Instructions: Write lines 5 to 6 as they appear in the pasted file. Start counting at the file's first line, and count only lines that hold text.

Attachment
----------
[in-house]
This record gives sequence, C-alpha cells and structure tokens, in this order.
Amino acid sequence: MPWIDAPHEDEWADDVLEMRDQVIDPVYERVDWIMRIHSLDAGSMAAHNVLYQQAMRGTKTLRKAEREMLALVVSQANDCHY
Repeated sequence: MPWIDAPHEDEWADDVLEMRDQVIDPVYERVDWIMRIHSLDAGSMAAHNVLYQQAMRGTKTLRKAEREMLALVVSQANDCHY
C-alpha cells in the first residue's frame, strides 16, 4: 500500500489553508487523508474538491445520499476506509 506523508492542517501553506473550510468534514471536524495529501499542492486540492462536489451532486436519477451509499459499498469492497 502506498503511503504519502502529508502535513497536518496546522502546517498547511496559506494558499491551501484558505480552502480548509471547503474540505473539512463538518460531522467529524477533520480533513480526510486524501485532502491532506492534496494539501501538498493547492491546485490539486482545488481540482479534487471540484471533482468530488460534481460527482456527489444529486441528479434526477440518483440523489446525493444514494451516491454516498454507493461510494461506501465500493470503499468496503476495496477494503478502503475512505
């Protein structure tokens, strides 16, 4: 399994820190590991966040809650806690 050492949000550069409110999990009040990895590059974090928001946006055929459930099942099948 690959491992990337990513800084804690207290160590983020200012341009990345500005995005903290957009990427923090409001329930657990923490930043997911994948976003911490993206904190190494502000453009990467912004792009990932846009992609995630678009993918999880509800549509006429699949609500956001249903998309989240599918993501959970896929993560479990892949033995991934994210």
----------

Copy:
C-alpha cells in the first residue's frame, strides 16, 4: 500500500489553508487523508474538491445520499476506509 506523508492542517501553506473550510468534514471536524495529501499542492486540492462536489451532486436519477451509499459499498469492497 502506498503511503504519502502529508502535513497536518496546522502546517498547511496559506494558499491551501484558505480552502480548509471547503474540505473539512463538518460531522467529524477533520480533513480526510486524501485532502491532506492534496494539501501538498493547492491546485490539486482545488481540482479534487471540484471533482468530488460534481460527482456527489444529486441528479434526477440518483440523489446525493444514494451516491454516498454507493461510494461506501465500493470503499468496503476495496477494503478502503475512505
């Protein structure tokens, strides 16, 4: 399994820190590991966040809650806690 050492949000550069409110999990009040990895590059974090928001946006055929459930099942099948 690959491992990337990513800084804690207290160590983020200012341009990345500005995005903290957009990427923090409001329930657990923490930043997911994948976003911490993206904190190494502000453009990467912004792009990932846009992609995630678009993918999880509800549509006429699949609500956001249903998309989240599918993501959970896929993560479990892949033995991934994210």